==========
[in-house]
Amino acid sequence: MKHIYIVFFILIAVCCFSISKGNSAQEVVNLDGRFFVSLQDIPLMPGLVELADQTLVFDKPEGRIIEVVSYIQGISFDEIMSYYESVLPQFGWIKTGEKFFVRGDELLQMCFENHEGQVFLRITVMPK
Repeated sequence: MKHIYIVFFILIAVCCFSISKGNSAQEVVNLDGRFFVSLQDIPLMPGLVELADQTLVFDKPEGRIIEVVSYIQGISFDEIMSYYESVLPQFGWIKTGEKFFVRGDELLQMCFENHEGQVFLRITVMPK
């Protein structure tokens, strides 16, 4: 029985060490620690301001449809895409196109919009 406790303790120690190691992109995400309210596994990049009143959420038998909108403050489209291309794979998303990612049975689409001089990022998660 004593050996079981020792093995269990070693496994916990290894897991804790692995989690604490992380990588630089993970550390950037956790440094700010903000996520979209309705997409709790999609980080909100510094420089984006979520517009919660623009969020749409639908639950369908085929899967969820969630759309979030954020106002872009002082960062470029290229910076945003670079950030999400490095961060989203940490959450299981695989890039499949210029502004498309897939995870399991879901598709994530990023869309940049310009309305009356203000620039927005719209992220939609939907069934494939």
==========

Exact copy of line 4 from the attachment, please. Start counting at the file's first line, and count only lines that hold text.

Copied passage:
């Protein structure tokens, strides 16, 4: 029985060490620690301001449809895409196109919009 406790303790120690190691992109995400309210596994990049009143959420038998909108403050489209291309794979998303990612049975689409001089990022998660 004593050996079981020792093995269990070693496994916990290894897991804790692995989690604490992380990588630089993970550390950037956790440094700010903000996520979209309705997409709790999609980080909100510094420089984006979520517009919660623009969020749409639908639950369908085929899967969820969630759309979030954020106002872009002082960062470029290229910076945003670079950030999400490095961060989203940490959450299981695989890039499949210029502004498309897939995870399991879901598709994530990023869309940049310009309305009356203000620039927005719209992220939609939907069934494939």